House Bill 5008 allocated $250,000 to Oregon State University. A portion of the funds will be used to continue OSU’s efforts to improve the resilience of oyster to ocean acidification through its selective breeding program at the Hatfield Marine Science Center in Newport. The remaining funds will be dedicated to OSU’s collaboration with industry leaders at the Whiskey Creek Shellfish Hatchery (see “The Whiskey Creek Shellfish Acid Tests” in the current issue of Confluence) on Netarts Bay as they continue to identify better ways to manage the negative effects of ocean acidification on shellfish larvae.

You can read the rest of this story here.

Summer issue of Confluence magazine now online

The summer 2013 issue of Oregon Sea Grant’s magazine, Confluence, is now online at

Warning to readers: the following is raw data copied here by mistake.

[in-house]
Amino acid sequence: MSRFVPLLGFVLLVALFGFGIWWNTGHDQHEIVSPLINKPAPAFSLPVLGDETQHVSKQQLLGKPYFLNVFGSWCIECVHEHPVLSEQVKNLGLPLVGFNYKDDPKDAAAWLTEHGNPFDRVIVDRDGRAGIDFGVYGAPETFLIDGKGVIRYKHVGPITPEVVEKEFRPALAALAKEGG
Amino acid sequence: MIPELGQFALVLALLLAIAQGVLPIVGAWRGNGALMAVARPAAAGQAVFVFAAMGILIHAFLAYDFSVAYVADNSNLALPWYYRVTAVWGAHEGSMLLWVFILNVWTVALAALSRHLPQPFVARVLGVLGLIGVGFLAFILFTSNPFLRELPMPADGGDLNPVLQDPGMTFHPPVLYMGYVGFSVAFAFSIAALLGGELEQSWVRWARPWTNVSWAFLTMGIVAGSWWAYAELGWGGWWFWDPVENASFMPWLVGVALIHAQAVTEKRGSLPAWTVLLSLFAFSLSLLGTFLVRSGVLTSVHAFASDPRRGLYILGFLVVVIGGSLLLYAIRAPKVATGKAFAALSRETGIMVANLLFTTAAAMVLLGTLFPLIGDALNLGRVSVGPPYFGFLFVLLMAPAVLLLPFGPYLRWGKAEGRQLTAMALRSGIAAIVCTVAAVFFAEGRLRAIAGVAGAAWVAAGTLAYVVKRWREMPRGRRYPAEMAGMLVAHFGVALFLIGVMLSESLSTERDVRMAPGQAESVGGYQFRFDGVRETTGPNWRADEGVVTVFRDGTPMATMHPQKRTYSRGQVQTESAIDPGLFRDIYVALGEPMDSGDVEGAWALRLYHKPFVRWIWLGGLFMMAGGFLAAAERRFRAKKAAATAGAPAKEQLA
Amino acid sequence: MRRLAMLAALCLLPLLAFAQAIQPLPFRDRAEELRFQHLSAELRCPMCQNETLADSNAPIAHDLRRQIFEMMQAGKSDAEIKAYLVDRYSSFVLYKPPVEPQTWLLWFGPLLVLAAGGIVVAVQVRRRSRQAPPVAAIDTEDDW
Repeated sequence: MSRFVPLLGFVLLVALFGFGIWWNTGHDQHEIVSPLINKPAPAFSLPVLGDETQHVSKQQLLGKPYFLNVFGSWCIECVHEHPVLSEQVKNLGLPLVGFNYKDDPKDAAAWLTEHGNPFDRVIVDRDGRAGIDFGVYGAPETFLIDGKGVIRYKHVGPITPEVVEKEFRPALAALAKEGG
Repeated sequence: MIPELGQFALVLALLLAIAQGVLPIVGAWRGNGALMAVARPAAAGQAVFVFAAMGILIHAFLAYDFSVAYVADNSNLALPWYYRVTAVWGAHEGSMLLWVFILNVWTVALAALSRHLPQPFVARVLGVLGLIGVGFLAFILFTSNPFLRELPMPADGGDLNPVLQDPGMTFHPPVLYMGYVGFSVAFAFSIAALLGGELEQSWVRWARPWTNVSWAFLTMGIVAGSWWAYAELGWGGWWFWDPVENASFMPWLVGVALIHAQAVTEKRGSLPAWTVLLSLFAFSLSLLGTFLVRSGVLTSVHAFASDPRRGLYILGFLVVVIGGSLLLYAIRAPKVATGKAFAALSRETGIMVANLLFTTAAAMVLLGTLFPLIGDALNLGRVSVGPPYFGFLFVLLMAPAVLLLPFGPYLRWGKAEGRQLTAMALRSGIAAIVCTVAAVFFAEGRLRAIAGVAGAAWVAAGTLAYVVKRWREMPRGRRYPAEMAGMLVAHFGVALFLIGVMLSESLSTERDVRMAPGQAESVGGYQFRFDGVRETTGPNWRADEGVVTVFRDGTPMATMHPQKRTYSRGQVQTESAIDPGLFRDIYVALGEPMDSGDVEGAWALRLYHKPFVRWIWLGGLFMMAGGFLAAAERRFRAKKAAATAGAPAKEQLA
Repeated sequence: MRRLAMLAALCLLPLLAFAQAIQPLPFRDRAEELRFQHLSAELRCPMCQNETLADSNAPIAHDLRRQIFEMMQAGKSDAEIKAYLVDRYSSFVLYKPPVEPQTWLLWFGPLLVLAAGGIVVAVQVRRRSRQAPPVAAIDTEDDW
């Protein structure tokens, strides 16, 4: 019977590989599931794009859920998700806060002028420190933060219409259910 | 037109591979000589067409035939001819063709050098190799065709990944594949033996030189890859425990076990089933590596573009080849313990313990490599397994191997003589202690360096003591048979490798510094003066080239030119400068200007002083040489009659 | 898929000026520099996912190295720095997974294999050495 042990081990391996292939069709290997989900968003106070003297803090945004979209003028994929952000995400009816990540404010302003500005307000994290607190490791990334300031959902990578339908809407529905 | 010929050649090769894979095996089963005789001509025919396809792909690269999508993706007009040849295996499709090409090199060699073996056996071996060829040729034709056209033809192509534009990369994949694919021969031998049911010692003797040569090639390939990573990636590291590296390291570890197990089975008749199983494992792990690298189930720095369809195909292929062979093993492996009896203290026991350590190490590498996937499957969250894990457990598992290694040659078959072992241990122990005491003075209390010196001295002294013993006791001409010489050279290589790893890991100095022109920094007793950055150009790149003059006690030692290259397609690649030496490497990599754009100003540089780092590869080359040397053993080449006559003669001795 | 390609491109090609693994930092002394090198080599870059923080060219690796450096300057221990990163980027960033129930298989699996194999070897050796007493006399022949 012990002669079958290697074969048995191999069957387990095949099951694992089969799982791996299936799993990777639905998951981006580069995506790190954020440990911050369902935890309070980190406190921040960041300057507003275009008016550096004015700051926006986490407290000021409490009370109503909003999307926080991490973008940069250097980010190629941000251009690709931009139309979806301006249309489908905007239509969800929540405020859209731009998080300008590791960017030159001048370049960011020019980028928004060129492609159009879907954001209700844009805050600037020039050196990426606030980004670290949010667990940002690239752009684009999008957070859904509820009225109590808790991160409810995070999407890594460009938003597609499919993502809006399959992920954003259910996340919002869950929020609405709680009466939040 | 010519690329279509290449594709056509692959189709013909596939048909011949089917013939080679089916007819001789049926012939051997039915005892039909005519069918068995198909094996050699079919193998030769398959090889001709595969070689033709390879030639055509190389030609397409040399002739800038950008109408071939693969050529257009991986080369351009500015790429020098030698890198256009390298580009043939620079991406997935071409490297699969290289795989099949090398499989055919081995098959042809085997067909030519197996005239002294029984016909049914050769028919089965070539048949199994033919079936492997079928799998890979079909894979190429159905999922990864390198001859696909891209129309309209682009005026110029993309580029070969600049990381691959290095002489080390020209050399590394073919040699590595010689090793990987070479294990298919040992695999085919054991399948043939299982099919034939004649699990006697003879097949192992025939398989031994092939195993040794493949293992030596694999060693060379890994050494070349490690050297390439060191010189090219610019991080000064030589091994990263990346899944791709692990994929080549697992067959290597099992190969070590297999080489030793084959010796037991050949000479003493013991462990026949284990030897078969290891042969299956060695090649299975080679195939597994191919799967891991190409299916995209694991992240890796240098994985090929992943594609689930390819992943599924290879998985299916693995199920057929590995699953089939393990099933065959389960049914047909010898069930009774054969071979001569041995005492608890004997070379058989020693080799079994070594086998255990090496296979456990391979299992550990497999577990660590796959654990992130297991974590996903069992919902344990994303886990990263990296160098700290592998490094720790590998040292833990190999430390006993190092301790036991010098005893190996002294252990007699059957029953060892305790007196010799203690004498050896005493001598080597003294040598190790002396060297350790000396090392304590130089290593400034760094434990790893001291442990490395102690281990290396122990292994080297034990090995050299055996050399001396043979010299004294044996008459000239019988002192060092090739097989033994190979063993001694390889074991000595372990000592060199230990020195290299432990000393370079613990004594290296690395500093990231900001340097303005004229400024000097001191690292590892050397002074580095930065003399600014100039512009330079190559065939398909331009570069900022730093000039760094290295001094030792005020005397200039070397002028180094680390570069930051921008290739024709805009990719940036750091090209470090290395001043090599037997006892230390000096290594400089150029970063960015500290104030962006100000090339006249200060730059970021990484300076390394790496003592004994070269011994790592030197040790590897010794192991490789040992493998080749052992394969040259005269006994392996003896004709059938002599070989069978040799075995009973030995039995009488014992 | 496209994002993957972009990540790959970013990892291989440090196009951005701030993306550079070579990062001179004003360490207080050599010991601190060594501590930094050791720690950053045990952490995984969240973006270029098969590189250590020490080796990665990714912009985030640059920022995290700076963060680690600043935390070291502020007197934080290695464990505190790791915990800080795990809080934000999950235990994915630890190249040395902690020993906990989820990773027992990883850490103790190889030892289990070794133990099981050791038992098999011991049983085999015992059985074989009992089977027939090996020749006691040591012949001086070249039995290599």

Articles in this issue, which focuses on aquaculture in Oregon, include “The Whiskey Creek Shellfish Acid Tests,” “Priced out of our own seafood,” and “The traveling ornamental defender.”

Deadlines have been set for a number of fellowships

Check out several new fellowship opportunities, including the newly announced 2014 Knauss Fellowship:

Current opportunities

Want to find out more what it’s like to be an Oregon Sea Grant Scholar? 

Autumn issue of Confluence explores ocean science learning

Free-choice learning and ocean literacy are the theme of the autumn issue of Confluence, the three-times-a-year magazine from Oregon Sea Grant.

The issue includes articles on exciting research taking place at the Hatfield Marine Science Center to investigate how people learn in aquariums, museums and other places when the choice of what, when and how quickly to learn is under their control. Additional stories look at OSU’s academic programs in free-choice learning, including a new online master’s degree in free-choice science, technology, engineering and math (STEM learning),   Lincoln County’s efforts to make its public school teachers and students among the most ocean-literate in the country, and our Oregon Coast QUESTS self-guided adventures.